On Fri, 20 Feb 2009, Richard Hainsworth wrote:

a) I am strongly in favour of "Instant" over "DateTime" for several reasons, one being that it marks a new approach.

I don't care _that_ much. I'm happy to leave it to @Larry.

b) Although for business we use a calendar derived from the one decreed by Julius Caesar, via Pope Gregory, additional days, and leap seconds, there are many calendars in use, and there is no overwhelming logical reason why a different calendar might not be used in the future. For the interested, the Jews, Muslims, Baha'is and Chinese all use different calendars.

Yes, and this will be a great thing for CPAN6 ;)

c) Fixing the core6 time processing functionality to a specific calendar is restrictive, whereas focussing on an underlying handling of time using an accepted synchronisation standard allows for easier extensions.

d) This would mean that the functionality of dates should be handled by modules. Thus Temporal::Gregorian would include functionality that leads to years from 1AD, 7 days of the week, 12 months with unequal day lengths, days starting at midnight, and a mapping from the core perl6 values to current calender values, eg. 20 Feb 2009.

Having a default set of roles that is Gregorian makes sense. It's the world-wide standard, and has been for about 100 years or so. There's no good reason to think that this will change in the lifetime of Perl 6.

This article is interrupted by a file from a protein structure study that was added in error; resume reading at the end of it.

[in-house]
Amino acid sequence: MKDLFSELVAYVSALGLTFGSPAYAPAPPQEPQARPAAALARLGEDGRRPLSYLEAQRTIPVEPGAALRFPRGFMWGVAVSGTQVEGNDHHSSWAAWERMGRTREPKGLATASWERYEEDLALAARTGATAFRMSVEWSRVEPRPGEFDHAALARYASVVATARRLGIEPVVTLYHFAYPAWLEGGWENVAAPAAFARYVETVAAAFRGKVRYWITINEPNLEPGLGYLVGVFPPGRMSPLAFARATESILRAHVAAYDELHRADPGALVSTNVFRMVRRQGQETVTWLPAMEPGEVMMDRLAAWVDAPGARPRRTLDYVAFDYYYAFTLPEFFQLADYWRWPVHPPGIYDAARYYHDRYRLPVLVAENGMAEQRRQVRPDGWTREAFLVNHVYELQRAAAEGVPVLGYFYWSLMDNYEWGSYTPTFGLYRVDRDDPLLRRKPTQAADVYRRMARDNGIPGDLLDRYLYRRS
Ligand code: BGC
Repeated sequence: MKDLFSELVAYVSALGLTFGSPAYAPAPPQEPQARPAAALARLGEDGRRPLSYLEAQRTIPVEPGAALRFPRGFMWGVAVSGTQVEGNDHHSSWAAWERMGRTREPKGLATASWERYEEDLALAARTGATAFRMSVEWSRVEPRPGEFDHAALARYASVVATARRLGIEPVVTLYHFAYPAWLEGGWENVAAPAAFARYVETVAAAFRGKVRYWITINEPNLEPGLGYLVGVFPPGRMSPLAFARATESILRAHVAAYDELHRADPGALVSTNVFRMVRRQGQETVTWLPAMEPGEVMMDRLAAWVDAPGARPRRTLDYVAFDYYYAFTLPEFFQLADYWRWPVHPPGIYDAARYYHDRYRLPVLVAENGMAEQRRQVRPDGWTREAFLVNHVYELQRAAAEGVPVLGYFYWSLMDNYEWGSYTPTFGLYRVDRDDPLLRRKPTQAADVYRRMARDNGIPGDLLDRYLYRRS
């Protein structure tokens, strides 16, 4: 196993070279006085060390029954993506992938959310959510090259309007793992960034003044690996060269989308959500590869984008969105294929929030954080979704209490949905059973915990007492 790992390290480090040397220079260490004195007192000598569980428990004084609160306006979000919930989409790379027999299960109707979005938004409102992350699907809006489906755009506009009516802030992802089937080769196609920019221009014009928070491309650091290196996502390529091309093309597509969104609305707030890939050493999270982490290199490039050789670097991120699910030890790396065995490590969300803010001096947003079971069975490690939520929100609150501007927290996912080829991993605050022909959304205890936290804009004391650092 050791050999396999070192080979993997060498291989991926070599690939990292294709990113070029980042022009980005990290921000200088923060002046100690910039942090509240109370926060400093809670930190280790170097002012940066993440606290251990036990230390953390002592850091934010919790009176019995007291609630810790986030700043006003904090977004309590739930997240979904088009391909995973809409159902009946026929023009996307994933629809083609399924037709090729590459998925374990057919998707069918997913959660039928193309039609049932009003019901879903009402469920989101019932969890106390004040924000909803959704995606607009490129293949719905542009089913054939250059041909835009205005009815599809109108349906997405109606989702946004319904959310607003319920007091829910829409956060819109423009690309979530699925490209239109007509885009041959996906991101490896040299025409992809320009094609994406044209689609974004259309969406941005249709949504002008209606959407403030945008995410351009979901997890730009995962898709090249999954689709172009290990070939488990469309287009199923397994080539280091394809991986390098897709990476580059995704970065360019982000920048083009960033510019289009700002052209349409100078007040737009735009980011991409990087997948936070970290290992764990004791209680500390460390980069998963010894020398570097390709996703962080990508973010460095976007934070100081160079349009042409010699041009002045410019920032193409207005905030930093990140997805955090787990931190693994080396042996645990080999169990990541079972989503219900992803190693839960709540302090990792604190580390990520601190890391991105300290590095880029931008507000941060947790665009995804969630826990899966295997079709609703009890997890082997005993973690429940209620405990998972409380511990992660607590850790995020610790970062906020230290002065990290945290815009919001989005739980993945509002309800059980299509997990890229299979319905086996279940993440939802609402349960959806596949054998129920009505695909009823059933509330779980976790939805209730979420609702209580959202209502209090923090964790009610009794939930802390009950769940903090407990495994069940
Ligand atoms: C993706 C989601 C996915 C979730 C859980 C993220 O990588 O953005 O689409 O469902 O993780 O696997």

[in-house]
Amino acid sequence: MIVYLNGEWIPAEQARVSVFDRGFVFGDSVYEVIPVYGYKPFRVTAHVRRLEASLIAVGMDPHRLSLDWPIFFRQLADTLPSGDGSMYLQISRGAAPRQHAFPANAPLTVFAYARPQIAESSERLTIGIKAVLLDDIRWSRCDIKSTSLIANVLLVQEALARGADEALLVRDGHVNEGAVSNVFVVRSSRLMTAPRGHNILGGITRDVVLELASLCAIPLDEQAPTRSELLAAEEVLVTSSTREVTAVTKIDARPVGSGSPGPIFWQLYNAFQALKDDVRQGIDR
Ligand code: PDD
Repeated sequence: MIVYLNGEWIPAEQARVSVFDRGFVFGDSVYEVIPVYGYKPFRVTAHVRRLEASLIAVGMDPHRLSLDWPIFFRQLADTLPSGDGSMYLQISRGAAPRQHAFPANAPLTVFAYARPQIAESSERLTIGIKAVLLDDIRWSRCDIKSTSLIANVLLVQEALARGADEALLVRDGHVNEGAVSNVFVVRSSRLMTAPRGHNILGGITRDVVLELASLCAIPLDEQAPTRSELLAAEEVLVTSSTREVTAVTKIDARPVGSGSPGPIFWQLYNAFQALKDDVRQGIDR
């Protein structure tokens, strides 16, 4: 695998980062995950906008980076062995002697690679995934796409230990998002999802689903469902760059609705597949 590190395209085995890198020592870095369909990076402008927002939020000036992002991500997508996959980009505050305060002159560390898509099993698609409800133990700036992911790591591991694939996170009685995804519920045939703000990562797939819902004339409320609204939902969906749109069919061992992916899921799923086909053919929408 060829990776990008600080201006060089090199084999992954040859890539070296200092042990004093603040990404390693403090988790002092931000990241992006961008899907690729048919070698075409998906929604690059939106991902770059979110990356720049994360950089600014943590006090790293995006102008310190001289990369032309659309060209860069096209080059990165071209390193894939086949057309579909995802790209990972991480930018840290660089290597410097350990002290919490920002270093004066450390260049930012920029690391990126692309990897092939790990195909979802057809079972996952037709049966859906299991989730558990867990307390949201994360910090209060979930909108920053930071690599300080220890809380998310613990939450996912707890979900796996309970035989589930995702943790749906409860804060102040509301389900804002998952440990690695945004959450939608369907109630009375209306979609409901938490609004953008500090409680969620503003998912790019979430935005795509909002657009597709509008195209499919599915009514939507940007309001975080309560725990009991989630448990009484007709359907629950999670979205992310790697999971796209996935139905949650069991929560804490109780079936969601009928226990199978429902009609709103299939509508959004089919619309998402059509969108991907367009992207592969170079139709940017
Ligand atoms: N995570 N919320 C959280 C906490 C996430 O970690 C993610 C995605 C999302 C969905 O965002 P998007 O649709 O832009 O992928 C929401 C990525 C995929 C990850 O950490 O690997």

e) Perhaps we could define the minimum time functionality in core perl6 by some set of principles:
- attributes that will allow time keeping within a program;
- attributes that provide access to a global synchronisation standard;
- attributes that make it easy to map the global synchronisation onto a given calendar structure;
- duration measuring (basic stopwatch functionality).

f) Date arithmetic is calendar-related because
$days_2_Xmas = Date('25 Dec 2009') - today();
requires information about the structure of months dependent on the year, but it is also related to synchronisation to provide the today() term.

g) Depending on the software needs, date arithmetic can be simple, only dealing with the next few years. Other times, it needs to be more complex, to handle dates across centuries. Hence, there would be Temporal::Gregorian::1907AD, Temporal::Gregorian::1AD etc.

I don't really follow this part.

h) Time functionality seems to me to need both immutable parts, viz., links to the global synchronisation, and mutable - timezone and daylight saving. (I would include these as part of the time-keeping part of the system). The time of day depends on the position of the computer, but not on the calender date. But if software is being written to be used on a portable or travelling computer, there needs to be the means to change these offsets, perhaps as the software is running.

A timezone _observance_ is not mutable. An observance is associated with a specific datetime. If the datetime changes, the observance should change, but this is a complicated thing to handle. If the datetime is immutable, then this is a non-issue.


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